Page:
Other witnesses for the hearing included a producer panel with Steve Baccus, president of the Kansas Farm Bureau; Karl Esping, chairman of the Kansas Sunflower Commission; Kent Goyen, Kansas Cotton Association board member; Ken Grecian, president of the Kansas Livestock Association; Bob Henry, Kansas Soybean Association board member; Kenneth McCauley, past president of the National Corn Growers Association; David Schemm, president of the Kansas Association of Wheat Growers; and Greg Shelor, past president of the National Sorghum Producers.
A panel of conservation and agricultural business leaders followed, with Ron Bach, director, High Plains Farm Credit, Jetmore; Kathleen Brinker, general manager, Nemaha-Marshall Electric Cooperatives Association, Inc.; Ron Brown, president, Kansas Association of Conservation Districts; Barth Crouch, conservation policy director, Playa Lakes Joint Venture, Salina; Robert Tempel, general manager, WindRiver Grain LLC, Garden City; Jeff Whitham, CEO and chairman, Western State Bank, Garden City; and Karen Wilder, scientific and regulatory affairs director, Schwan Food Co., Salina.
The producer group, for the most part, centered their testimony about keeping a strong crop insurance program along with direct payments. The agricultural lenders also said crop insurance was an efficient government program. Regulation was the other topic at the hearing.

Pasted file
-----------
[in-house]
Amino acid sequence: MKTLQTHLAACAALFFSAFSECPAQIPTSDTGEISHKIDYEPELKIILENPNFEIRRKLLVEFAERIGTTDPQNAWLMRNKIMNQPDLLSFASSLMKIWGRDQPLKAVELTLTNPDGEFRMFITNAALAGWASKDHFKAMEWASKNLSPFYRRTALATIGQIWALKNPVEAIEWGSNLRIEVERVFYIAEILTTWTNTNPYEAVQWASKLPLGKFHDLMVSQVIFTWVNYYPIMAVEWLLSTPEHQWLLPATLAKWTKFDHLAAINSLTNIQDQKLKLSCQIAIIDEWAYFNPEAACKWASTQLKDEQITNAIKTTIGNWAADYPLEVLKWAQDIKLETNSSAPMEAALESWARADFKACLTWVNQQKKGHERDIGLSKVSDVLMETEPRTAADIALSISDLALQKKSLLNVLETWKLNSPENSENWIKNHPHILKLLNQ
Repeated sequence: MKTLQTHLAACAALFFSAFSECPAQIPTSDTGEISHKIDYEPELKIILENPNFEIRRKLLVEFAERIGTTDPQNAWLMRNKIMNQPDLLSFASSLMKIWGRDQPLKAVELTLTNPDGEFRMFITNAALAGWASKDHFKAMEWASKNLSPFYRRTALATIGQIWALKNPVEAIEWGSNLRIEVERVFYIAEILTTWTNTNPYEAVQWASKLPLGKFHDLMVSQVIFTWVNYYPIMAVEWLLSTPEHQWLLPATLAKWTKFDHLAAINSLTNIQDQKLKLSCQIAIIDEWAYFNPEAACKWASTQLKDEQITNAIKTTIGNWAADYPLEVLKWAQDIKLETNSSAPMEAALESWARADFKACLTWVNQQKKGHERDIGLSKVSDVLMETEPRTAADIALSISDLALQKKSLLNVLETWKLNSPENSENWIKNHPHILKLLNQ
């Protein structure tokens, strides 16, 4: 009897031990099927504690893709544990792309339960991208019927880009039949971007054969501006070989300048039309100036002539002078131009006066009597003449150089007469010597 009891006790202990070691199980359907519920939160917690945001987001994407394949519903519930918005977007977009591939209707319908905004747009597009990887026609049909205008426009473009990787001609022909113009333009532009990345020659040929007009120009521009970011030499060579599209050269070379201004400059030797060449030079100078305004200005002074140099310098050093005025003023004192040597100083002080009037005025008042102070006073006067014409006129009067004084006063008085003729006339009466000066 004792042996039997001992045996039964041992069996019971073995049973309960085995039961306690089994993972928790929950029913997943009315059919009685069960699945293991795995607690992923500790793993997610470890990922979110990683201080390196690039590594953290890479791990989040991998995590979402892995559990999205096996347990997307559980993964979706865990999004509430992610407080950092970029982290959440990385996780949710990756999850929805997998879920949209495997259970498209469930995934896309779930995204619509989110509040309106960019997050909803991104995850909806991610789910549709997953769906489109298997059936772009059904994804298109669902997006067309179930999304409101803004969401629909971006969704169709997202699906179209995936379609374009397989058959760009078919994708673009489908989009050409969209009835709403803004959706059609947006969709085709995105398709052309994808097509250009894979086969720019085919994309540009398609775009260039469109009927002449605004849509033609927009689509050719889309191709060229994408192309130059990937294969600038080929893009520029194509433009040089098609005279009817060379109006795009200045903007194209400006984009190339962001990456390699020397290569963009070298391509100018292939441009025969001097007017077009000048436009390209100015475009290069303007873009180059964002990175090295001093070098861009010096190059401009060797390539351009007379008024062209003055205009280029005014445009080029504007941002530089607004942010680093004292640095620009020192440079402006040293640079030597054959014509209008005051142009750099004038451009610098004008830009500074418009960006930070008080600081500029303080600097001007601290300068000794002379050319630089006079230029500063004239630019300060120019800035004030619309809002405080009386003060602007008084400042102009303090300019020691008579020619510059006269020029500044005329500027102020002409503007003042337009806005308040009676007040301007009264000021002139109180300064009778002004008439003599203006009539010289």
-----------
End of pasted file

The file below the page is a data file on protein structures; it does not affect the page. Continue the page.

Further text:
Following the hearing, Stabenow and Roberts commented that the witnesses all offered effective testimony on the issues they suspected were most important to all sectors of the state's agricultural economy.
Barry Flinchbaugh, Ph.D., K-State professor of agricultural economics, has advised members of Congress and administration officials through at least eight farm bills. He said the Wichita hearing was "the best hearing I've ever attended."
Flinchbaugh said, "The witnesses were on target about what is needed in the next farm bill. That means the need for an effective crop insurance program, targeted direct payments and proper regulatory reform. You can tell these two (Stabenow and Roberts) get along with each other and will be able to not only work together but will be excellent in working with the other members of the Senate to get this farm bill done the right way."
Larry Dreiling can be reached by phone at 785-628-1117, or by email at firstname.lastname@example.org.